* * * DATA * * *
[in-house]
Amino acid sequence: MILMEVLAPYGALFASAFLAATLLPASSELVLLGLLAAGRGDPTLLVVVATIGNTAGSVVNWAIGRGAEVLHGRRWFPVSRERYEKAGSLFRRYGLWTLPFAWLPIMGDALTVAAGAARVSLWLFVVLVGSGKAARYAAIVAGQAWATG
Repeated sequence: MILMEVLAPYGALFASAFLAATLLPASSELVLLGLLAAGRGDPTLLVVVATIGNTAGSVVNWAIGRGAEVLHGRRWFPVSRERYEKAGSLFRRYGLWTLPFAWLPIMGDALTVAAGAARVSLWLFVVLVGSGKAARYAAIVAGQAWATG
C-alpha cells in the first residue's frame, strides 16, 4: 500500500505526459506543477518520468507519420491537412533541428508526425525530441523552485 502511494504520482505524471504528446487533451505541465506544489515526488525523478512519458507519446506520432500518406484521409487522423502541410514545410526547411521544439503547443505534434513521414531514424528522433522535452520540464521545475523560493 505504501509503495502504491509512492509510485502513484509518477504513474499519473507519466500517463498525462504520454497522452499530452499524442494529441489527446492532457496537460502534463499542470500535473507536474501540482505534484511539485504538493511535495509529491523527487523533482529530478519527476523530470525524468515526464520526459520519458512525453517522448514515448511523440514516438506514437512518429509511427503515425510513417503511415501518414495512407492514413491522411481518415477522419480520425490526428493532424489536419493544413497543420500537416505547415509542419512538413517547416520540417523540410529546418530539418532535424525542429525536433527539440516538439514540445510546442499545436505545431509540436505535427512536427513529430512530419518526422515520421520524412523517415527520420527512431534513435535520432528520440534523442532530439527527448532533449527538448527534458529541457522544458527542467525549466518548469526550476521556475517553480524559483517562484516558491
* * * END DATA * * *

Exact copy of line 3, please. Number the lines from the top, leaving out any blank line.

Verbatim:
Repeated sequence: MILMEVLAPYGALFASAFLAATLLPASSELVLLGLLAAGRGDPTLLVVVATIGNTAGSVVNWAIGRGAEVLHGRRWFPVSRERYEKAGSLFRRYGLWTLPFAWLPIMGDALTVAAGAARVSLWLFVVLVGSGKAARYAAIVAGQAWATG